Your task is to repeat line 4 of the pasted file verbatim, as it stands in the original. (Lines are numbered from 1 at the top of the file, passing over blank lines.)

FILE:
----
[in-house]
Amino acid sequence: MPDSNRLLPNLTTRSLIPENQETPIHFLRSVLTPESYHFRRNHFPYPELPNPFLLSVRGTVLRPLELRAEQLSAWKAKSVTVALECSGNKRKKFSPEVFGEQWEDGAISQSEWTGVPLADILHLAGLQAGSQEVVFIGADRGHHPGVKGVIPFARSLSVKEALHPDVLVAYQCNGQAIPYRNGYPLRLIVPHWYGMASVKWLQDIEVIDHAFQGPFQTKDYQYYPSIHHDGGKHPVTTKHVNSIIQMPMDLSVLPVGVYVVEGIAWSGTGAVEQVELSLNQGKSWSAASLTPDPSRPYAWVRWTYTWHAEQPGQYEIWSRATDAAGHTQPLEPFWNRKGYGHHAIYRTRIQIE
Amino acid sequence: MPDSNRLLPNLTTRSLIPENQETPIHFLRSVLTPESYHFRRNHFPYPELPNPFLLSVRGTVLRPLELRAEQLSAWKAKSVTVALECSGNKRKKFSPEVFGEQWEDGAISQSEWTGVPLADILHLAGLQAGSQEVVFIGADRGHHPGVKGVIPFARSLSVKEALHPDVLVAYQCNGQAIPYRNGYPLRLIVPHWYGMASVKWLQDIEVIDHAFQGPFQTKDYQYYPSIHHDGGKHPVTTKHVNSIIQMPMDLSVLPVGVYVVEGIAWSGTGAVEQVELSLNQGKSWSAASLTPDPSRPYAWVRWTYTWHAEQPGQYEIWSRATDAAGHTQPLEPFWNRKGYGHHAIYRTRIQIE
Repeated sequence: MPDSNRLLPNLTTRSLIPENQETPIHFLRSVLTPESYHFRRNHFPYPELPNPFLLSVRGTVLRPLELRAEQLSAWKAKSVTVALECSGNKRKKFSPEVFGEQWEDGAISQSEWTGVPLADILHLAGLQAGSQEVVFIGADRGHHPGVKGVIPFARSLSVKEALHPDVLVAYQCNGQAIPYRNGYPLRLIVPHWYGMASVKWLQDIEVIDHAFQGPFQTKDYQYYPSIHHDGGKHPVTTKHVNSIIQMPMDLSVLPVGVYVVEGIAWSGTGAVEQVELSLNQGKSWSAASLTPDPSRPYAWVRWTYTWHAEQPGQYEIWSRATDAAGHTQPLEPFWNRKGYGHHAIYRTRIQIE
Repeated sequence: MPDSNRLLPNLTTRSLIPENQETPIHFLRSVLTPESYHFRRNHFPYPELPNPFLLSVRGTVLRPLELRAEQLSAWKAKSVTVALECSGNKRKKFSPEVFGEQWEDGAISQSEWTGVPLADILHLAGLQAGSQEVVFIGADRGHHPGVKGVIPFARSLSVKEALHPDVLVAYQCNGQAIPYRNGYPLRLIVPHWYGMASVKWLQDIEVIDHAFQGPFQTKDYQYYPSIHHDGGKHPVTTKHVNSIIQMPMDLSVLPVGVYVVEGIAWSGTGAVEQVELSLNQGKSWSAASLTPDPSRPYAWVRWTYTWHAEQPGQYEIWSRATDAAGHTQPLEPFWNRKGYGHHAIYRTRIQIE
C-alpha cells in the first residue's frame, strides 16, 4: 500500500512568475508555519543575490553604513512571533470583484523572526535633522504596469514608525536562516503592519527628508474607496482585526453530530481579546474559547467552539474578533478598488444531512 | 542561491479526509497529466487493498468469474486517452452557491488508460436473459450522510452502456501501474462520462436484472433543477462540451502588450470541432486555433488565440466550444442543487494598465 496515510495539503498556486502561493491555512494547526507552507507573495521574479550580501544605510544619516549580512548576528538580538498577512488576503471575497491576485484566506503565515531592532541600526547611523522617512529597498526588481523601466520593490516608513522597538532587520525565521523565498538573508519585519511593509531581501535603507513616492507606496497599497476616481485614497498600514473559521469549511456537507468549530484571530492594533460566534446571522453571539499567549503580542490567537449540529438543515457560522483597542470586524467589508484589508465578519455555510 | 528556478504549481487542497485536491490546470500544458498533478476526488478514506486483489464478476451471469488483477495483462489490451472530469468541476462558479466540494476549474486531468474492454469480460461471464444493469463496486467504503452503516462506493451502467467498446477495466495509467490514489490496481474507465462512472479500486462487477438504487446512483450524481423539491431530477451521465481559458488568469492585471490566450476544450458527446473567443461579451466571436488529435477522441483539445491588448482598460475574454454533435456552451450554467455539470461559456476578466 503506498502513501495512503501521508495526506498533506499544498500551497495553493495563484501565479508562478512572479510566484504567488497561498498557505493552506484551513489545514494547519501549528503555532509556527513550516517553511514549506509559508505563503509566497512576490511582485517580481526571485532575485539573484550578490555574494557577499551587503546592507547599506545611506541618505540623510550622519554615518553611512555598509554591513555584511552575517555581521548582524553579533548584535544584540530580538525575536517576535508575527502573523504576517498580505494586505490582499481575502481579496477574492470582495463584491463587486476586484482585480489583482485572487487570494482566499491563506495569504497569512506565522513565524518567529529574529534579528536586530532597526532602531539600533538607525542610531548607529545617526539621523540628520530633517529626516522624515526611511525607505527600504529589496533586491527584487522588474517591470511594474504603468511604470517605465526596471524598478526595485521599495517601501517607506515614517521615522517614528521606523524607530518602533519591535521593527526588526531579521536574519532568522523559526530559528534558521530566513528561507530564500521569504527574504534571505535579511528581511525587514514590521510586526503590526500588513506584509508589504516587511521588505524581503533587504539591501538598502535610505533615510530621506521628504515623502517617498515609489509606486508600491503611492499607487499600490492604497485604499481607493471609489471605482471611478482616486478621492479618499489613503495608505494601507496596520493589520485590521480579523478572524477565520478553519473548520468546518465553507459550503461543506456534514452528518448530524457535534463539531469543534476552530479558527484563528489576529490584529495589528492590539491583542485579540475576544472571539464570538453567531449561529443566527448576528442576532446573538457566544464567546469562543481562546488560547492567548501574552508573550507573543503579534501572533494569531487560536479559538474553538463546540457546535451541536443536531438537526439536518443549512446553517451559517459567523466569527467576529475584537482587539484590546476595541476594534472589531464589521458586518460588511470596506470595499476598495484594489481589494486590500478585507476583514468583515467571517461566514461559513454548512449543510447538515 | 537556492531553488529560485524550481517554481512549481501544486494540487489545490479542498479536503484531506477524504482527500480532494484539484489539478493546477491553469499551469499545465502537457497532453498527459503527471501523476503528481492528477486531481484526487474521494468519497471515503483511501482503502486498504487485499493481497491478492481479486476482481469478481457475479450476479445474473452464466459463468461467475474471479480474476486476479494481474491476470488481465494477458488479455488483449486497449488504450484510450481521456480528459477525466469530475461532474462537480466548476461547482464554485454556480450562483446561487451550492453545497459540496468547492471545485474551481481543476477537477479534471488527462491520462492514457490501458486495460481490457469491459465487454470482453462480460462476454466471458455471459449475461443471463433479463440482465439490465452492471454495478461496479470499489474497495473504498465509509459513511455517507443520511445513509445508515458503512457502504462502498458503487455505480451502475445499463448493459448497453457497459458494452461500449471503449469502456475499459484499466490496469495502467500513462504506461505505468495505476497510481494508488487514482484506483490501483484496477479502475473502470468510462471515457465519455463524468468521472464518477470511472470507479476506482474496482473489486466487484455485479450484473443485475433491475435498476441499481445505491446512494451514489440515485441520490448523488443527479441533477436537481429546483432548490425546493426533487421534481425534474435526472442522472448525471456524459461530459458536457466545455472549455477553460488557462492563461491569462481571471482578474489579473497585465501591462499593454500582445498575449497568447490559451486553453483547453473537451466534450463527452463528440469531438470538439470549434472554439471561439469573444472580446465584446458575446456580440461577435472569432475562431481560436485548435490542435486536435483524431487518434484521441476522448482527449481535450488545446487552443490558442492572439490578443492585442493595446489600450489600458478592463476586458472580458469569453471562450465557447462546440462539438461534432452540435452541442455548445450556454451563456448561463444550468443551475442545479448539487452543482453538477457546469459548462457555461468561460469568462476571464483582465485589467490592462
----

Repeated sequence: MPDSNRLLPNLTTRSLIPENQETPIHFLRSVLTPESYHFRRNHFPYPELPNPFLLSVRGTVLRPLELRAEQLSAWKAKSVTVALECSGNKRKKFSPEVFGEQWEDGAISQSEWTGVPLADILHLAGLQAGSQEVVFIGADRGHHPGVKGVIPFARSLSVKEALHPDVLVAYQCNGQAIPYRNGYPLRLIVPHWYGMASVKWLQDIEVIDHAFQGPFQTKDYQYYPSIHHDGGKHPVTTKHVNSIIQMPMDLSVLPVGVYVVEGIAWSGTGAVEQVELSLNQGKSWSAASLTPDPSRPYAWVRWTYTWHAEQPGQYEIWSRATDAAGHTQPLEPFWNRKGYGHHAIYRTRIQIE